Voices of Youth Indigenous Leaders

By: The Hon. Brian Francis

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Centennial flame, Ottawa

Hon. Brian Francis: Honourable senators, I am pleased to rise today during National Indigenous History Month to pay tribute to the participants of Voices of Youth Indigenous Leaders — an event hosted by the Indigenous Peoples Committee, with support from the Senate Communications Directorate.

Each year, Voices of Youth Indigenous Leaders provides participants — who represent the history, heritage and diversity of First Nations, Inuit and Métis peoples — with a unique opportunity to learn more about the role of the Senate. More importantly, the event provides us with a chance to learn from them.

In line with the theme of this year’s event, which is education in all of its forms, Indigenous people aged 18 to 35 were invited to share their knowledge, experiences and perspectives a few months ago. Out of the more than 100 written submissions received, eight young people were invited to travel from their communities across Turtle Island to meet face to face with senators in Ottawa this week.

Yesterday morning, participants had the honour of meeting Governor General Mary Simon and her husband, Whit Fraser, at Rideau Hall, and in the evening attended a welcome reception in the Senate.

Earlier today, four participants testified at the Committee on Indigenous Peoples. The remaining four participants will appear later tonight. I hope all senators take the time to listen, learn and support these remarkable young leaders.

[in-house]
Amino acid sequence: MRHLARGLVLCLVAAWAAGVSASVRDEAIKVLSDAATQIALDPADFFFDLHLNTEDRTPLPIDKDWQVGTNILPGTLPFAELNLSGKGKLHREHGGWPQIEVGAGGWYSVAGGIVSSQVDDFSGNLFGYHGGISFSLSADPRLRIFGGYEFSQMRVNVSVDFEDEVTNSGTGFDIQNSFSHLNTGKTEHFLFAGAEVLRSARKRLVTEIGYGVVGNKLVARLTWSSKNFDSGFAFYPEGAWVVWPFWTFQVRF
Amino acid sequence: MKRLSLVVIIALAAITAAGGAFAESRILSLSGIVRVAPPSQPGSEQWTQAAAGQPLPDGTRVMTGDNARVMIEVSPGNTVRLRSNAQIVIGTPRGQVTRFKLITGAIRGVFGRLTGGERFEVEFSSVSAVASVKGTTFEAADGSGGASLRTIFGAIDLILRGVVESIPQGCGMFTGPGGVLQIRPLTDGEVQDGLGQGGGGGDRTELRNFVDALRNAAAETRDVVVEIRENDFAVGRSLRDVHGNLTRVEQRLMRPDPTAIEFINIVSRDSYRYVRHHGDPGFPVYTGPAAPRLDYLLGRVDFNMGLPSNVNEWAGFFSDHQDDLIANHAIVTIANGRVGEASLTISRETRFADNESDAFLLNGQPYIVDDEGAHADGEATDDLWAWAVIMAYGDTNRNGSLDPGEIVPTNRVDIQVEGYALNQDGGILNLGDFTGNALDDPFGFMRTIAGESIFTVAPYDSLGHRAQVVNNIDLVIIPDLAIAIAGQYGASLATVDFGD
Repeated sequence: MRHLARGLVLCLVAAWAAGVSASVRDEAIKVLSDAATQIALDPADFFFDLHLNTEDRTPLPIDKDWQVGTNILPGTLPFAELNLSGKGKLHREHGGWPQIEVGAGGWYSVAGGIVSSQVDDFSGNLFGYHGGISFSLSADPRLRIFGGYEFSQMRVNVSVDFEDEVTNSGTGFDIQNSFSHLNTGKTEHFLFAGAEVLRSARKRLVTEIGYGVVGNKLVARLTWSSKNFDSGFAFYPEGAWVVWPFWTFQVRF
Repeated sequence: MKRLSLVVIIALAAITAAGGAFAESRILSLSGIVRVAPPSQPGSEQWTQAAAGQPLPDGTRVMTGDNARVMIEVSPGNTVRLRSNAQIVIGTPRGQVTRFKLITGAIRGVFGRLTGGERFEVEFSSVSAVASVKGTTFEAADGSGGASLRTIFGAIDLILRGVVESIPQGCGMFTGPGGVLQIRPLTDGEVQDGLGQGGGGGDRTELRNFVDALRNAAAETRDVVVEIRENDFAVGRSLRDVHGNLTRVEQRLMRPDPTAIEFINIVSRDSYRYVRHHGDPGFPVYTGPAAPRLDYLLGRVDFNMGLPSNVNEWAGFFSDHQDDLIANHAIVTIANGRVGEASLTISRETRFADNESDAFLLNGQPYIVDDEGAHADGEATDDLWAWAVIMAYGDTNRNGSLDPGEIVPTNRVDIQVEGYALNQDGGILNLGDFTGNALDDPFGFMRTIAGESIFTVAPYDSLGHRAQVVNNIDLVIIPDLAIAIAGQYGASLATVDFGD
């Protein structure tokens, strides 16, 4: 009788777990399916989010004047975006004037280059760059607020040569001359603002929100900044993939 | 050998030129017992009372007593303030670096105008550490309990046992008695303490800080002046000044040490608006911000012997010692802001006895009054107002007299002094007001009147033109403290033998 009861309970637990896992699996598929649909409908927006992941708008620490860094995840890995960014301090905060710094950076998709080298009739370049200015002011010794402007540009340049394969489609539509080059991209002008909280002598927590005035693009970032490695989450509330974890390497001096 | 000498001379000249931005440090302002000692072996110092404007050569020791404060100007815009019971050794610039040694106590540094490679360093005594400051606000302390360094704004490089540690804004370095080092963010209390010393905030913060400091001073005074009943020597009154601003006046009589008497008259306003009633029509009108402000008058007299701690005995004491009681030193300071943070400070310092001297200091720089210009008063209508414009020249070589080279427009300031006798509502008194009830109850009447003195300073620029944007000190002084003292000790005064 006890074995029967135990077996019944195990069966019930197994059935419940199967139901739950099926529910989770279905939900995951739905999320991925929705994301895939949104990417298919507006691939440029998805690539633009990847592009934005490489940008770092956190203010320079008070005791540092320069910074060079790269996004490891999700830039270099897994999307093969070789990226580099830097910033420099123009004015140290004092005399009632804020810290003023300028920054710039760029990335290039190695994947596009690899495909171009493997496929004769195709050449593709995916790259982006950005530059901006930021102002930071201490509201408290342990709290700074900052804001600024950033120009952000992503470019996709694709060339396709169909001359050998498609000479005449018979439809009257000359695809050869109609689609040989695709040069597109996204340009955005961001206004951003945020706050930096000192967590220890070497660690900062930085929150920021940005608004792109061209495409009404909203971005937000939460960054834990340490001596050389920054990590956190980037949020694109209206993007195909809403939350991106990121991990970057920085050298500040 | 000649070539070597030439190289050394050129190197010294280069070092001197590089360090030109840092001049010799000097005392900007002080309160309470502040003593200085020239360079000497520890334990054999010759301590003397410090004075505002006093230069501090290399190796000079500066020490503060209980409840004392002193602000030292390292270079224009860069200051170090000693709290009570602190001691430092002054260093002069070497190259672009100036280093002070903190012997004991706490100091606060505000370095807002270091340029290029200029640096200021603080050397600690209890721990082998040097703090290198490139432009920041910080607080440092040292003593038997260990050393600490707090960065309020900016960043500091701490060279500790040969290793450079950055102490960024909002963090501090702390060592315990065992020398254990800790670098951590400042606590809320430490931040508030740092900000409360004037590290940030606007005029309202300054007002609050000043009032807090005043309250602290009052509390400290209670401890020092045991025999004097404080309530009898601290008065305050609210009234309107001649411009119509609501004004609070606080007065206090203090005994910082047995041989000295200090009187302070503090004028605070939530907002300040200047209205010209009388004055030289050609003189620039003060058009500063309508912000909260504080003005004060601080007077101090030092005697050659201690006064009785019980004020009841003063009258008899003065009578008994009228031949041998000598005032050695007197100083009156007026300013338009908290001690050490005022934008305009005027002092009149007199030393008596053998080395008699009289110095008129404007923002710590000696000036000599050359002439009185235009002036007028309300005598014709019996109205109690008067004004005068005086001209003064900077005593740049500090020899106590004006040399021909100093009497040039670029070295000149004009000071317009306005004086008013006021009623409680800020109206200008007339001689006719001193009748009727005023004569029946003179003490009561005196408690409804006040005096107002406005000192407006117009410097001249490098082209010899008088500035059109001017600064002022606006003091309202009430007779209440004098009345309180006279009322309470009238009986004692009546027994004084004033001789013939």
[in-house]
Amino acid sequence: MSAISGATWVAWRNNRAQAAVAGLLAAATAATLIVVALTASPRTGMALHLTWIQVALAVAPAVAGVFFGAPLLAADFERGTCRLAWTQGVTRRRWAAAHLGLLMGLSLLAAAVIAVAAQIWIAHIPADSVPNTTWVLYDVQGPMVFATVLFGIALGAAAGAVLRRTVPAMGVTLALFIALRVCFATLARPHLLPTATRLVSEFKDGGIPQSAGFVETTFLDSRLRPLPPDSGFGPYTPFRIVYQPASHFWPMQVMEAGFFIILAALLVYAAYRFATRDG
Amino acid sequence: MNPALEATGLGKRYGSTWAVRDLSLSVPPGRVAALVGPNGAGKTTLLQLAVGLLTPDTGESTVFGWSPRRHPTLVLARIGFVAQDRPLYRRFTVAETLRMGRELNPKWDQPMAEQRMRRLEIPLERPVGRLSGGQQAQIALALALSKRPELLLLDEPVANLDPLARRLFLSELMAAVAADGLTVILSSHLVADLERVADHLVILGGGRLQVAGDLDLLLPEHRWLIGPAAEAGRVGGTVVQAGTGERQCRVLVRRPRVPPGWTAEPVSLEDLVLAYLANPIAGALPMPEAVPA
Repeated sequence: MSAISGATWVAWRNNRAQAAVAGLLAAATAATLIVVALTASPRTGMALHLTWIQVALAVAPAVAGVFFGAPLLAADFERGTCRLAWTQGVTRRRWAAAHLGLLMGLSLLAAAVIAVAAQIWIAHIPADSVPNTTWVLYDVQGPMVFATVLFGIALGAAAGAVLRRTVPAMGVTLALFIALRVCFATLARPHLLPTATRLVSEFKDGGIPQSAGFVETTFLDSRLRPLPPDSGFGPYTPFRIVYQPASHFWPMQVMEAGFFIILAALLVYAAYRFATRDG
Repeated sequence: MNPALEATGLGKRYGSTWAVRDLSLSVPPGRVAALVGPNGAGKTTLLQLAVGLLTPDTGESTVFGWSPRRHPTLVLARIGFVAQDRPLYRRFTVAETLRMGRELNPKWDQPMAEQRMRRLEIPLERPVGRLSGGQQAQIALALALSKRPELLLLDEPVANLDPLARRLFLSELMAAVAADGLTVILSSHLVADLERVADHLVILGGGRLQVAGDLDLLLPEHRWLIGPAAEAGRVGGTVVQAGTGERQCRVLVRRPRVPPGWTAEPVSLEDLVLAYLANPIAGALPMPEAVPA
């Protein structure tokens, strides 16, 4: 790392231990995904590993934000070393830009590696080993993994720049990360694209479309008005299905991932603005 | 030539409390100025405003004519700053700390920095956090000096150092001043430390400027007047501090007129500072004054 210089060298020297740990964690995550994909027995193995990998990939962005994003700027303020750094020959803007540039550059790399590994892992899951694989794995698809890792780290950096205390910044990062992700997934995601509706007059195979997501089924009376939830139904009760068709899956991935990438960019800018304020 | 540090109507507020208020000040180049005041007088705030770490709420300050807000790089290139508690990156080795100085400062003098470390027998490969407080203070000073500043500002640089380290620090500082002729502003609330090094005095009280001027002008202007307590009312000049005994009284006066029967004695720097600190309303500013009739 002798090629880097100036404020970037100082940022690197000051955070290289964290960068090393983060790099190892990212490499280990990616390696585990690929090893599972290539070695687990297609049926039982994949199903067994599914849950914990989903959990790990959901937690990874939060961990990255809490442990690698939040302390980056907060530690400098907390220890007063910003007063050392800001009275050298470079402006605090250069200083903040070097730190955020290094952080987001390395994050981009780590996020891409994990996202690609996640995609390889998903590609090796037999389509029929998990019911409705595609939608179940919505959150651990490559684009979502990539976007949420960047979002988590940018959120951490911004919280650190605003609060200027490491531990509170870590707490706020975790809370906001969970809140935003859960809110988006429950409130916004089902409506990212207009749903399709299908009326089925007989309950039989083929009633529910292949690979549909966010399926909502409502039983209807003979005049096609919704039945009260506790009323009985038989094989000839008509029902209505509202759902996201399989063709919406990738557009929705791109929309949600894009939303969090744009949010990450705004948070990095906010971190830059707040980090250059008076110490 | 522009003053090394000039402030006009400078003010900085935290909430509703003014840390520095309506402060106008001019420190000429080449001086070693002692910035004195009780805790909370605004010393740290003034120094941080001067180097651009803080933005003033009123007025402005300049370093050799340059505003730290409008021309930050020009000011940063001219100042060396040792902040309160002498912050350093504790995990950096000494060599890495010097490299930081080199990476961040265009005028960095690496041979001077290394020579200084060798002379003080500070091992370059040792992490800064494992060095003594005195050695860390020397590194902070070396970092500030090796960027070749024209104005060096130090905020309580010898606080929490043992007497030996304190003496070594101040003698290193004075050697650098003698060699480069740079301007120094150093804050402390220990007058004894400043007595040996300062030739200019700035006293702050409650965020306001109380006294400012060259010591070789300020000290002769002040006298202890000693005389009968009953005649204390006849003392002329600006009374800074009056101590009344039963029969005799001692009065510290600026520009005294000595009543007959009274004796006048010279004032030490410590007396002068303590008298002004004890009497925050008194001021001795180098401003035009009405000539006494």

I want to now introduce you to two of the participants in more detail.

Audrey-Lise Rock-Hervieux hails from the Innu community of Pessamit, Quebec. She is the creator of the blog “Maman Autochtone.” She also works for Puamun Meshkenu, a non-profit organization that supports Indigenous youth, and for Terre Innue, a film production company. Audrey-Lise hopes to use her voice to empower Indigenous youth to make their dreams come true.

Muin Ji’j, or Bertram Bernard, is a Mi’kmaq business researcher and professional from Eskasoni First Nation. He completed a Master of Business Administration at Cape Breton University, where he focused his research thesis on improving the socio-economic well-being of Indigenous people in Canada. More recently, Muin Ji’j was accepted into the Harvard Business School’s Leading People and Investing to Build Sustainable Communities certificate program.

Honourable senators, please join me in giving Audrey-Lise, Muin Ji’j and the rest of this group a warm welcome. Let’s make their visit a memorable one. Wela’lin, thank you, tshinashkumitin.

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